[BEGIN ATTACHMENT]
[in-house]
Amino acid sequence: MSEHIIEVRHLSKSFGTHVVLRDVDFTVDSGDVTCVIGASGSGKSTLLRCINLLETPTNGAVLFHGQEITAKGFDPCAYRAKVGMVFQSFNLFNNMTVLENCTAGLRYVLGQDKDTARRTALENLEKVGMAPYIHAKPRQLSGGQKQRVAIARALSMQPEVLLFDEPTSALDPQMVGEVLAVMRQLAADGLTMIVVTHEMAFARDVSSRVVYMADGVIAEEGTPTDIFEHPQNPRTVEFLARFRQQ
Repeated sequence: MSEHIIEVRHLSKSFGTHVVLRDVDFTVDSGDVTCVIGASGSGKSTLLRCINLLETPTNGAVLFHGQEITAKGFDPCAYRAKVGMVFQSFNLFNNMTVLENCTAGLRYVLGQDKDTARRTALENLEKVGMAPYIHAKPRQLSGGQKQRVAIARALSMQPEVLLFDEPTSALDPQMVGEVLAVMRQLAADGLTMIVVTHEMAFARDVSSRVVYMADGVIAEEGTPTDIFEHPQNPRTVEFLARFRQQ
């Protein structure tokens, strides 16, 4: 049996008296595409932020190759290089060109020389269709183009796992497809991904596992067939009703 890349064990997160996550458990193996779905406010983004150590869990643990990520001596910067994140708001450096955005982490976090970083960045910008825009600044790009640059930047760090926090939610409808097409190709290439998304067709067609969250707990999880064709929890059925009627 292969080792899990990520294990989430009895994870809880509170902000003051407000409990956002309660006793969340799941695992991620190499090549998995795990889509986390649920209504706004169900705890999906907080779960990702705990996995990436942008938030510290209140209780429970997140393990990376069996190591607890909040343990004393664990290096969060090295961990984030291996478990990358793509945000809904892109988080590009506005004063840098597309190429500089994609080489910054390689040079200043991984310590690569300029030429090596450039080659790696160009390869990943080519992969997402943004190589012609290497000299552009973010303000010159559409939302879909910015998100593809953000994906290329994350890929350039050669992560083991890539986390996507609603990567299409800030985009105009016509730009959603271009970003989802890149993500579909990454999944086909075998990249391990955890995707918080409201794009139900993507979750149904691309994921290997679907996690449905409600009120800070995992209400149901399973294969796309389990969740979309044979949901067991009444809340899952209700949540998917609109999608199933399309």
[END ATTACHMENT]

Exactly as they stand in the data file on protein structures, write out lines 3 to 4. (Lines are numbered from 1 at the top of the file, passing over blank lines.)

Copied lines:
Repeated sequence: MSEHIIEVRHLSKSFGTHVVLRDVDFTVDSGDVTCVIGASGSGKSTLLRCINLLETPTNGAVLFHGQEITAKGFDPCAYRAKVGMVFQSFNLFNNMTVLENCTAGLRYVLGQDKDTARRTALENLEKVGMAPYIHAKPRQLSGGQKQRVAIARALSMQPEVLLFDEPTSALDPQMVGEVLAVMRQLAADGLTMIVVTHEMAFARDVSSRVVYMADGVIAEEGTPTDIFEHPQNPRTVEFLARFRQQ
């Protein structure tokens, strides 16, 4: 049996008296595409932020190759290089060109020389269709183009796992497809991904596992067939009703 890349064990997160996550458990193996779905406010983004150590869990643990990520001596910067994140708001450096955005982490976090970083960045910008825009600044790009640059930047760090926090939610409808097409190709290439998304067709067609969250707990999880064709929890059925009627 292969080792899990990520294990989430009895994870809880509170902000003051407000409990956002309660006793969340799941695992991620190499090549998995795990889509986390649920209504706004169900705890999906907080779960990702705990996995990436942008938030510290209140209780429970997140393990990376069996190591607890909040343990004393664990290096969060090295961990984030291996478990990358793509945000809904892109988080590009506005004063840098597309190429500089994609080489910054390689040079200043991984310590690569300029030429090596450039080659790696160009390869990943080519992969997402943004190589012609290497000299552009973010303000010159559409939302879909910015998100593809953000994906290329994350890929350039050669992560083991890539986390996507609603990567299409800030985009105009016509730009959603271009970003989802890149993500579909990454999944086909075998990249391990955890995707918080409201794009139900993507979750149904691309994921290997679907996690449905409600009120800070995992209400149901399973294969796309389990969740979309044979949901067991009444809340899952209700949540998917609109999608199933399309």